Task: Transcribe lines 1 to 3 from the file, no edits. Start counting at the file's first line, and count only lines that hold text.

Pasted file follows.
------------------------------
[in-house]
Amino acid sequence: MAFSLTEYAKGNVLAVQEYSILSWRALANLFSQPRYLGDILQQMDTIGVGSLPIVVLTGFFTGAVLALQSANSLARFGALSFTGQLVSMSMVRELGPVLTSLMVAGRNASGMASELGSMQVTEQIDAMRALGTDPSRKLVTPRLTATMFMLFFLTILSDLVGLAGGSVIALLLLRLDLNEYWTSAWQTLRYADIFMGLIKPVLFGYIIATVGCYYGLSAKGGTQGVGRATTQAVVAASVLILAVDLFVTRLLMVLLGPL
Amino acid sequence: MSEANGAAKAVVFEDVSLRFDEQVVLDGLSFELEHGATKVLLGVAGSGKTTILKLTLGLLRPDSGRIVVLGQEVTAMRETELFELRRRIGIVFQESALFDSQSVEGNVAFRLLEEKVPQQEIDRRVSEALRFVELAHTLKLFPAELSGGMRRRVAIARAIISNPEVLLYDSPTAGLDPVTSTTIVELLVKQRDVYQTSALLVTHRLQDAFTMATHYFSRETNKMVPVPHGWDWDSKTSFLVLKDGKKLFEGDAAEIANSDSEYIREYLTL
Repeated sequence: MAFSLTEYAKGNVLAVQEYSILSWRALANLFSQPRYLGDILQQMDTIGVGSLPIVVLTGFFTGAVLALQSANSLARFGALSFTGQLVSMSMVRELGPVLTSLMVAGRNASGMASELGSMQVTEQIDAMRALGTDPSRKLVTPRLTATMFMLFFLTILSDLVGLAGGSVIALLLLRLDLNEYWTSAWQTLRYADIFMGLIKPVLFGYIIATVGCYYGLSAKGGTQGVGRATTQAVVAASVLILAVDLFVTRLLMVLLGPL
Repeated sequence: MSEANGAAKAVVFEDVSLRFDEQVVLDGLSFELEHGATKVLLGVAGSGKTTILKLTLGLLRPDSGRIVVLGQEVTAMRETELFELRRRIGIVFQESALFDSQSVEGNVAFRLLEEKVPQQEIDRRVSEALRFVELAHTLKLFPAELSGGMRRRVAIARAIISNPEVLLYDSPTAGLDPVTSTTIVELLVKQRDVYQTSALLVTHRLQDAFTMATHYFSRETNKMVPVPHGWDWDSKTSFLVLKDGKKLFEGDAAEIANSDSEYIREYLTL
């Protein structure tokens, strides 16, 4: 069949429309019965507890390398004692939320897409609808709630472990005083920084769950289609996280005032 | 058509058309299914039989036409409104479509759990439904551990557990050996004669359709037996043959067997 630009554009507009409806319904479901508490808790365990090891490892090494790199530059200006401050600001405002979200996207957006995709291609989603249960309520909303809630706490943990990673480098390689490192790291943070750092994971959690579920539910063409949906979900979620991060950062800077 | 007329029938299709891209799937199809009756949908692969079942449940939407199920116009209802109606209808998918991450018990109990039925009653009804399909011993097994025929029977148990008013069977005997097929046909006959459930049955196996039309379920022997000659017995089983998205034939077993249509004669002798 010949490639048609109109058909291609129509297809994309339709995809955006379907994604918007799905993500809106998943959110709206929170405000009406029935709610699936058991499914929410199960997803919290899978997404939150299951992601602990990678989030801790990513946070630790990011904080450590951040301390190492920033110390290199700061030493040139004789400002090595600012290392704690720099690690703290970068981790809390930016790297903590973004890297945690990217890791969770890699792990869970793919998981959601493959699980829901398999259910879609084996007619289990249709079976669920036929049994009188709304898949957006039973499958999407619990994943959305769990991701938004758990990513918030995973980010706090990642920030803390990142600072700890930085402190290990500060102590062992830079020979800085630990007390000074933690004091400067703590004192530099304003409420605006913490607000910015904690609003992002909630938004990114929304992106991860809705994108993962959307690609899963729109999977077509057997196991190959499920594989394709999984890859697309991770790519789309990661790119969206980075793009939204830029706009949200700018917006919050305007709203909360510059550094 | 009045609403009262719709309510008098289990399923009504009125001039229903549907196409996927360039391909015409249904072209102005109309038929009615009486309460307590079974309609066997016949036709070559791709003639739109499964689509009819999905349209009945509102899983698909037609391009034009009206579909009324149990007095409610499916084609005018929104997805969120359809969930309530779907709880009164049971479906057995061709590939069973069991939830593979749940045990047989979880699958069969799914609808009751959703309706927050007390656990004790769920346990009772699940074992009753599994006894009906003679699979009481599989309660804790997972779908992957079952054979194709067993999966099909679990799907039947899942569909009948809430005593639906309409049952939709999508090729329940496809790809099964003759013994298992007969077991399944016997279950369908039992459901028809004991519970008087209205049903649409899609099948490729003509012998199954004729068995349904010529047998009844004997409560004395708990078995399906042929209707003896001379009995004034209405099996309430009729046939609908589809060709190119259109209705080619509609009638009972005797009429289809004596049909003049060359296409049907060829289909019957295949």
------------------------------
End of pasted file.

[in-house]
Amino acid sequence: MAFSLTEYAKGNVLAVQEYSILSWRALANLFSQPRYLGDILQQMDTIGVGSLPIVVLTGFFTGAVLALQSANSLARFGALSFTGQLVSMSMVRELGPVLTSLMVAGRNASGMASELGSMQVTEQIDAMRALGTDPSRKLVTPRLTATMFMLFFLTILSDLVGLAGGSVIALLLLRLDLNEYWTSAWQTLRYADIFMGLIKPVLFGYIIATVGCYYGLSAKGGTQGVGRATTQAVVAASVLILAVDLFVTRLLMVLLGPL
Amino acid sequence: MSEANGAAKAVVFEDVSLRFDEQVVLDGLSFELEHGATKVLLGVAGSGKTTILKLTLGLLRPDSGRIVVLGQEVTAMRETELFELRRRIGIVFQESALFDSQSVEGNVAFRLLEEKVPQQEIDRRVSEALRFVELAHTLKLFPAELSGGMRRRVAIARAIISNPEVLLYDSPTAGLDPVTSTTIVELLVKQRDVYQTSALLVTHRLQDAFTMATHYFSRETNKMVPVPHGWDWDSKTSFLVLKDGKKLFEGDAAEIANSDSEYIREYLTL